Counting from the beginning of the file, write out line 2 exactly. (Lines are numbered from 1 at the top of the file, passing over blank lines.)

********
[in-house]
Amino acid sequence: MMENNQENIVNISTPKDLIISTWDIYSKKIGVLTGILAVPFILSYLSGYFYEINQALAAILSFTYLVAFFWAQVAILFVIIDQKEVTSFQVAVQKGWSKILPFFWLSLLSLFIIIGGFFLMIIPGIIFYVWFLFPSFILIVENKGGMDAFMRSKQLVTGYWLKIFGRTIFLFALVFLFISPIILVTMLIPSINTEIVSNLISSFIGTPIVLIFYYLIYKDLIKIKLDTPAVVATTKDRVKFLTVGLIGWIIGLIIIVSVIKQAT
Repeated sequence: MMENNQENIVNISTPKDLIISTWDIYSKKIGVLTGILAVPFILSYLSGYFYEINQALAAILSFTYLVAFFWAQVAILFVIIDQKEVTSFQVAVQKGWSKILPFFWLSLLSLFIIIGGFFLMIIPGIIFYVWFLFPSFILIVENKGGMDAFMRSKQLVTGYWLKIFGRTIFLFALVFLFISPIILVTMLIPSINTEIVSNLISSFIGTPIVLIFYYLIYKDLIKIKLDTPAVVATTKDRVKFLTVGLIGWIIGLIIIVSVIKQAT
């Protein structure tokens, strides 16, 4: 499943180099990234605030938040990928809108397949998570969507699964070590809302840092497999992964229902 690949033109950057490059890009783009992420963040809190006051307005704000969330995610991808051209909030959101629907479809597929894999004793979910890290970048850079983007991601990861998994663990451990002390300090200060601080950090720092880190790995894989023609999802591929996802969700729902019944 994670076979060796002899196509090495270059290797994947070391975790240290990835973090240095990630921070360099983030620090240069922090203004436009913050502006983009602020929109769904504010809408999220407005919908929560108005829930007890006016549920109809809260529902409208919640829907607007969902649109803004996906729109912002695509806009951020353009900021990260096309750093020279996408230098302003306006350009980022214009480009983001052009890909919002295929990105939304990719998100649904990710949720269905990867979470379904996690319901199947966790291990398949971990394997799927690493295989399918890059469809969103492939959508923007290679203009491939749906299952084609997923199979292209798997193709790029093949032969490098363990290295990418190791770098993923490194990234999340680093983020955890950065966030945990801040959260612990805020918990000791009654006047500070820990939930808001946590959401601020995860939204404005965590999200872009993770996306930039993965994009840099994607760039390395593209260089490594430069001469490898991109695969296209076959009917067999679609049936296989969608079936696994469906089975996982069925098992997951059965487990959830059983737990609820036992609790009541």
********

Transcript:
Amino acid sequence: MMENNQENIVNISTPKDLIISTWDIYSKKIGVLTGILAVPFILSYLSGYFYEINQALAAILSFTYLVAFFWAQVAILFVIIDQKEVTSFQVAVQKGWSKILPFFWLSLLSLFIIIGGFFLMIIPGIIFYVWFLFPSFILIVENKGGMDAFMRSKQLVTGYWLKIFGRTIFLFALVFLFISPIILVTMLIPSINTEIVSNLISSFIGTPIVLIFYYLIYKDLIKIKLDTPAVVATTKDRVKFLTVGLIGWIIGLIIIVSVIKQAT